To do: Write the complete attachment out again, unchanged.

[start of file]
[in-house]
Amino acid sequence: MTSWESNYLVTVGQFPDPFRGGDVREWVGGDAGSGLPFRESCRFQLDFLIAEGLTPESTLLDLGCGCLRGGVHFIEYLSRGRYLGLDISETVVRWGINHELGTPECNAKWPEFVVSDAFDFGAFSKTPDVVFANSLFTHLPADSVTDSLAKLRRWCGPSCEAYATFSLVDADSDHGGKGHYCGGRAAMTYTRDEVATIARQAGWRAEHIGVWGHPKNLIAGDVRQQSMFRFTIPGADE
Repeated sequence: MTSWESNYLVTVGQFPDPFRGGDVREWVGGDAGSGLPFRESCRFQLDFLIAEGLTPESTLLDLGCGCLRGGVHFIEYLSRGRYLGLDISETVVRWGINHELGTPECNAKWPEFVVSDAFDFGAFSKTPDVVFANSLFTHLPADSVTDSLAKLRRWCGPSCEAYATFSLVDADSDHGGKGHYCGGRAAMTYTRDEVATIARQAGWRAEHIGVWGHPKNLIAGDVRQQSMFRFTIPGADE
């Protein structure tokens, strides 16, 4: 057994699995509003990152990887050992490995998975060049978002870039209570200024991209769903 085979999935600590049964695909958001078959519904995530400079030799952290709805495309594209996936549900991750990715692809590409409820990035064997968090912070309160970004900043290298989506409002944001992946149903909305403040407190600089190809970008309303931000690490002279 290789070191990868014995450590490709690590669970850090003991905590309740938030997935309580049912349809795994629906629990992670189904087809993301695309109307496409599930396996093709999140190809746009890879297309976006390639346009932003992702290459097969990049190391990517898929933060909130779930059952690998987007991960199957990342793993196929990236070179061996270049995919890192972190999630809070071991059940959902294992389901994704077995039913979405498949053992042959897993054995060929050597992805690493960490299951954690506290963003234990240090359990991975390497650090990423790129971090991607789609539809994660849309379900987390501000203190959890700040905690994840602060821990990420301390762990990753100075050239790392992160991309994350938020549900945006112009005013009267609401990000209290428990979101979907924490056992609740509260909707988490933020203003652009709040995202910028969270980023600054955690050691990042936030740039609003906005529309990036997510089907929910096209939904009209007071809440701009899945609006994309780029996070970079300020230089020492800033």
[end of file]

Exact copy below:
[in-house]
Amino acid sequence: MTSWESNYLVTVGQFPDPFRGGDVREWVGGDAGSGLPFRESCRFQLDFLIAEGLTPESTLLDLGCGCLRGGVHFIEYLSRGRYLGLDISETVVRWGINHELGTPECNAKWPEFVVSDAFDFGAFSKTPDVVFANSLFTHLPADSVTDSLAKLRRWCGPSCEAYATFSLVDADSDHGGKGHYCGGRAAMTYTRDEVATIARQAGWRAEHIGVWGHPKNLIAGDVRQQSMFRFTIPGADE
Repeated sequence: MTSWESNYLVTVGQFPDPFRGGDVREWVGGDAGSGLPFRESCRFQLDFLIAEGLTPESTLLDLGCGCLRGGVHFIEYLSRGRYLGLDISETVVRWGINHELGTPECNAKWPEFVVSDAFDFGAFSKTPDVVFANSLFTHLPADSVTDSLAKLRRWCGPSCEAYATFSLVDADSDHGGKGHYCGGRAAMTYTRDEVATIARQAGWRAEHIGVWGHPKNLIAGDVRQQSMFRFTIPGADE
């Protein structure tokens, strides 16, 4: 057994699995509003990152990887050992490995998975060049978002870039209570200024991209769903 085979999935600590049964695909958001078959519904995530400079030799952290709805495309594209996936549900991750990715692809590409409820990035064997968090912070309160970004900043290298989506409002944001992946149903909305403040407190600089190809970008309303931000690490002279 290789070191990868014995450590490709690590669970850090003991905590309740938030997935309580049912349809795994629906629990992670189904087809993301695309109307496409599930396996093709999140190809746009890879297309976006390639346009932003992702290459097969990049190391990517898929933060909130779930059952690998987007991960199957990342793993196929990236070179061996270049995919890192972190999630809070071991059940959902294992389901994704077995039913979405498949053992042959897993054995060929050597992805690493960490299951954690506290963003234990240090359990991975390497650090990423790129971090991607789609539809994660849309379900987390501000203190959890700040905690994840602060821990990420301390762990990753100075050239790392992160991309994350938020549900945006112009005013009267609401990000209290428990979101979907924490056992609740509260909707988490933020203003652009709040995202910028969270980023600054955690050691990042936030740039609003906005529309990036997510089907929910096209939904009209007071809440701009899945609006994309780029996070970079300020230089020492800033």